Targeted surveillance for postnatal hearing loss: A program evaluation

Beswick, Rachael, Driscoll, Carlie, Kei, Joseph and Glennon, Shirley (2012) Targeted surveillance for postnatal hearing loss: A program evaluation. International Journal of Pediatric Otorhinolaryngology, 76 7: 1046-1056. doi:10.1016/j.ijporl.2012.04.004


Author Beswick, Rachael
Driscoll, Carlie
Kei, Joseph
Glennon, Shirley
Title Targeted surveillance for postnatal hearing loss: A program evaluation
Journal name International Journal of Pediatric Otorhinolaryngology   Check publisher's open access policy
ISSN 0165-5876
1872-8464
Publication date 2012-07
Sub-type Article (original research)
DOI 10.1016/j.ijporl.2012.04.004
Volume 76
Issue 7
Start page 1046
End page 1056
Total pages 11
Place of publication London, United Kingdom
Publisher Elsevier
Collection year 2013
Language eng
Formatted abstract
Objective

The importance of monitoring hearing throughout early childhood cannot be understated. However, there is a lack of evidence available regarding the most effective method of monitoring hearing following the newborn screen. The goal of this study was to describe a targeted surveillance program using a risk factor registry to identify children with a postnatal hearing loss.
Methods

All children who were born in Queensland, Australia between September 2004 and December 2009, received a bilateral ‘pass’ on newborn hearing screening, and had at least one risk factor, were referred for targeted surveillance and were included in this study. The cohort was assessed throughout early childhood in accordance with Queensland's diagnostic assessment protocols.
Results

During the study period, 7320 (2.8% of 261,328) children were referred for targeted surveillance, of which 56 were identified with a postnatal hearing loss (0.77%). Of these, half (50.0%) were identified with a mild hearing loss, and 64.3% were identified with a sensorineural hearing loss. In regards to risk factors, syndrome, craniofacial anomalies, and severe asphyxia had the highest yield of positive cases of postnatal hearing loss for children referred for targeted surveillance, whereas, low birth weight, bacterial meningitis, and professional concern had a particularly low yield. Limitations of the targeted surveillance program were noted and include: (1) a lost contact rate of 32.4%; (2) delays in first surveillance assessment; (3) a large number of children who required on-going monitoring; and (4) extensive diagnostic assessments were completed on children with normal hearing. Examination of the lost contact rate revealed indigenous children were more likely to be documented as lost contact. In addition, children with one risk factor only were significantly more likely to not attend a surveillance appointment.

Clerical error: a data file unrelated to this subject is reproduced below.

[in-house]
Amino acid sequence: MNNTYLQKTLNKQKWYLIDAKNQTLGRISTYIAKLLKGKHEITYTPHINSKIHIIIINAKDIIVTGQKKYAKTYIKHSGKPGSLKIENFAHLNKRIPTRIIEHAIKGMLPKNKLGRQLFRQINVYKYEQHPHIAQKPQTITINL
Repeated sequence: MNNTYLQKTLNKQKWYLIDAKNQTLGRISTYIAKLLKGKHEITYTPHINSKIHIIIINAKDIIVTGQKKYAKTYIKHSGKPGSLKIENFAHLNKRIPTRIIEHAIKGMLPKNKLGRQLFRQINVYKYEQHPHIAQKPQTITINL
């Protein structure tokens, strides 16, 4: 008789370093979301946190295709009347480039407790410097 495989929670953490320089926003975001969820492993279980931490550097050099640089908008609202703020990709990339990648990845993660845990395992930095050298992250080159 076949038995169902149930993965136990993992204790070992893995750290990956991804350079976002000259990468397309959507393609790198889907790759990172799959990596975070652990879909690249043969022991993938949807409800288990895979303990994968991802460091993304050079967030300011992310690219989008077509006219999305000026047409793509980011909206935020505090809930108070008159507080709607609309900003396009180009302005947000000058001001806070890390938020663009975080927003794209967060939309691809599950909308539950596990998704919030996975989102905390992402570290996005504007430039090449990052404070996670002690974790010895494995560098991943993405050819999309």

Conclusions

Positive cases of postnatal hearing loss were detected through the targeted surveillance program. However, the limitations of the program question the usefulness of this service delivery model. For targeted surveillance to continue, time frames for assessment, assessments performed, and discharge criteria need to be revisited. The contribution of individual and combined risk factors in detecting postnatal hearing loss should also be examined in more detail.
Keyword Postnatal hearing loss
Risk indicators
Surveillance
Monitoring
Intervention Programs
Position Statement
Children
Language
Identification
Impairment
Principles
Guidelines
Benefits
Screen
Q-Index Code C1
Q-Index Status Confirmed Code
Institutional Status UQ

Document type: Journal Article
Sub-type: Article (original research)
Collections: Official 2013 Collection
School of Health and Rehabilitation Sciences Publications
 
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